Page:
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In communities across Canada – and elsewhere in the world – young people are determined to escape, even if it means committing suicide. It’s a crisis that can be avoided.
This summer, CBC Radio reported “yet another spate of suicides” in Attawapiskat, in northern Ontario. The First Nation was briefly famous in 2012 when then-chief Theresa Spence staged a nationally-televised hunger strike. This is merely the latest in a series of suicides in Attawapiskat, a community with serious social problems.
Similarly, last fall, several suicide deaths took place in an Inuit community in Nunavut. Northern Ontario, Manitoba, Labrador and other isolated places have all suffered suicide epidemics among young people.
These kids are determined to get out of there, one way or the other.
Meanwhile, on the South Pacific island of Nauru, young people are dying of what is called “resignation syndrome.”
The island is used by Australia to processes asylum seekers. The Australian government – fully aware that its country can’t accommodate a wave of hundreds of thousands of immigrants – uses islands like Nauru to keep the number of admissions manageable.
The result is a feeling of hopelessness and despair among the asylum seekers. Many have been stuck on the island for years, with no end to their misery in sight. The youth see no hope and no reason to live. They stop eating or finding any joy in life.
Clearly, the young people on Nauru and those committing suicide in isolated Canadian communities have something in common.
Indigenous adolescents in isolated Canada communities live in a prosperous country, but their families don’t share in that prosperity. Too often, their families are on welfare and the children lack proper role models to show them a more successful lifestyle. Their television and cellphone screens reflect the affluence of southern people, and the stars of pop culture. But there is a sharp contrast between that and what they see around them: squalor, drunkenness and violence.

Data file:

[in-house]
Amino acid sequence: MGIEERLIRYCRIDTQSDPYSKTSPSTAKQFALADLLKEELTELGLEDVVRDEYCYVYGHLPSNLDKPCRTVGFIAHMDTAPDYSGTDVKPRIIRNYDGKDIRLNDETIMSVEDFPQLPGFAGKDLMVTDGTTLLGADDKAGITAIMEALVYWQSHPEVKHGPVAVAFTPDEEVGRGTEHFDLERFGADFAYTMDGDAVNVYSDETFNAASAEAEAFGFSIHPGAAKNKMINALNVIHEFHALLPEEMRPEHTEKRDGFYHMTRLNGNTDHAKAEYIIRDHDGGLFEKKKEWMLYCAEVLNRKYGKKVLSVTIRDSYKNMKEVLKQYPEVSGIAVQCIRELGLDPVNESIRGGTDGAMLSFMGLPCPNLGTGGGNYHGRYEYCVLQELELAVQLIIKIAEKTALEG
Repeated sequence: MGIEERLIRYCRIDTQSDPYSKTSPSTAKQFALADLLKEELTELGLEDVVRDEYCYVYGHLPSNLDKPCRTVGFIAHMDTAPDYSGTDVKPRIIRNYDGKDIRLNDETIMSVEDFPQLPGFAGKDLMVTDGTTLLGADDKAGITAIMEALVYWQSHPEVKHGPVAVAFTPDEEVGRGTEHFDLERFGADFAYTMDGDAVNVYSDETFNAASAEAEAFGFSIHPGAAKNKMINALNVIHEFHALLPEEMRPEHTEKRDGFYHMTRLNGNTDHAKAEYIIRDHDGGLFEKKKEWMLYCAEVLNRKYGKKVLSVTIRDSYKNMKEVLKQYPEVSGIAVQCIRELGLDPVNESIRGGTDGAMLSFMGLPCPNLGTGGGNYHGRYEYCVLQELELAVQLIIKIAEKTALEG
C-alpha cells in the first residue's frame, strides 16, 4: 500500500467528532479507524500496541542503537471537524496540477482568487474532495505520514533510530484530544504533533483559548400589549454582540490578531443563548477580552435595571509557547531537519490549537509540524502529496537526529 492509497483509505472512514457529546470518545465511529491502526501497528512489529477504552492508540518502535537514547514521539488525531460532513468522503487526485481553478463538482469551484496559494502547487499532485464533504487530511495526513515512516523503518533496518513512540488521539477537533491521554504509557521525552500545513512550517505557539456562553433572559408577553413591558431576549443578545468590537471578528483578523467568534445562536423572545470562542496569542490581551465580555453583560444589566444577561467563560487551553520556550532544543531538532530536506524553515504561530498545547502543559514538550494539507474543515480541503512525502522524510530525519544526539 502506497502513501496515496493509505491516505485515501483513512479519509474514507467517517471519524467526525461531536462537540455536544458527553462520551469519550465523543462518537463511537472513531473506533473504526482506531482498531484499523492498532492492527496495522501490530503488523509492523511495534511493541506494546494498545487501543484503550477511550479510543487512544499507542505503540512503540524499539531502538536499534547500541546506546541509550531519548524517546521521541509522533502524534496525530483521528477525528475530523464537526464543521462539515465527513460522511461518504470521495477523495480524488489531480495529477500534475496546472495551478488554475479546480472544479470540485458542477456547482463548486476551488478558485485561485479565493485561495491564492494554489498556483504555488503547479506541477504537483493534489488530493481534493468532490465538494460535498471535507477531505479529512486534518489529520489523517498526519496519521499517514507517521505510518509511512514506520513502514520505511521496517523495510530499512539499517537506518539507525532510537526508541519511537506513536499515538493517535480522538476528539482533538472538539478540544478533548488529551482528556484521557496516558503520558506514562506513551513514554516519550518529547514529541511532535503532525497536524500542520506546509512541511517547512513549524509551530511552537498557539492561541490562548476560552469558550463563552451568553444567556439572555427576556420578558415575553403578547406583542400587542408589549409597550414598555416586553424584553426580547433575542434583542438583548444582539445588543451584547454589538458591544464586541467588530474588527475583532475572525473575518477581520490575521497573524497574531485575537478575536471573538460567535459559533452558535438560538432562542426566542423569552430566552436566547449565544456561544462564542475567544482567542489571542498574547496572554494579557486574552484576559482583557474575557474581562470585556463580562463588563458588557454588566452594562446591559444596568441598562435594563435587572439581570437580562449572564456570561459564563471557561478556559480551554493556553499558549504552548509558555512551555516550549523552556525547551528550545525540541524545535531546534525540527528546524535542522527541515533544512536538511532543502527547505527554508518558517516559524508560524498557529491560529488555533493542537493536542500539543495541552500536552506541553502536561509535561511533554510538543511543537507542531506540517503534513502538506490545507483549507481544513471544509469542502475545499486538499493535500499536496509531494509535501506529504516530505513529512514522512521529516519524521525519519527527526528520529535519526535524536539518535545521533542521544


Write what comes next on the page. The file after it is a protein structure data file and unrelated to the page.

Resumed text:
So just like Nauru children left without an answer to their fate, these Indigenous adolescents lose hope that change will occur.
Indigenous and non-Indigenous political leaders say all the expected things. Indigenous politicians express outrage and demand more money and programs from the government. The government promises spending on yet more crisis counsellors, alcohol treatment facilities and a whole host of additional fiscal interventions.
Others suggest that increasing cultural awareness or teaching additional Indigenous history lessons would solve all the problems and prevent future suicides.
But all these people are pretending and sinking in lies – and they know it. They know that the solutions they offer will make no real difference. These leaders and observers are proficient in going through the motions – they’ve done it many times before and they’ll do it again.
In the interim, children continue to suffer. For too many of them, the lives they’re being told they must live lack meaning. They don’t want the hard life of subsistence hunting practised by their ancestors. They certainly don’t want the lives they see their parents living.
They want what they see on their devices’ screens.
Not all Indigenous communities endure this problem. Why do some places have high rates of suicide while others don’t?
A study by the University of Northern British Columbia suggests that in healthy communities with good role models – gainfully employed, sober and respected adults – the young people have no trouble finding reasons to live. But in dependent, alcoholic and violent communities, too many children find only reasons to end their lives.
Regardless of how bitter the reality is, young people in unhealthy Indigenous communities must hear the truth about their situation.
For many, having a chance for a successful life means leaving their homes and moving elsewhere – for better education and more job prospects.
If, however, they don’t want to leave, they should know what staying entails: learning to become self-supporting and fully independent.
Because remaining dependent in a sick and impoverished community leads only to suicidal despair.
And then Nauru, Attawapiskat and Nunavut will be left to watch more of their children die.
Brian Giesbrecht is a retired judge and a senior fellow with the Frontier Centre for Public Policy.
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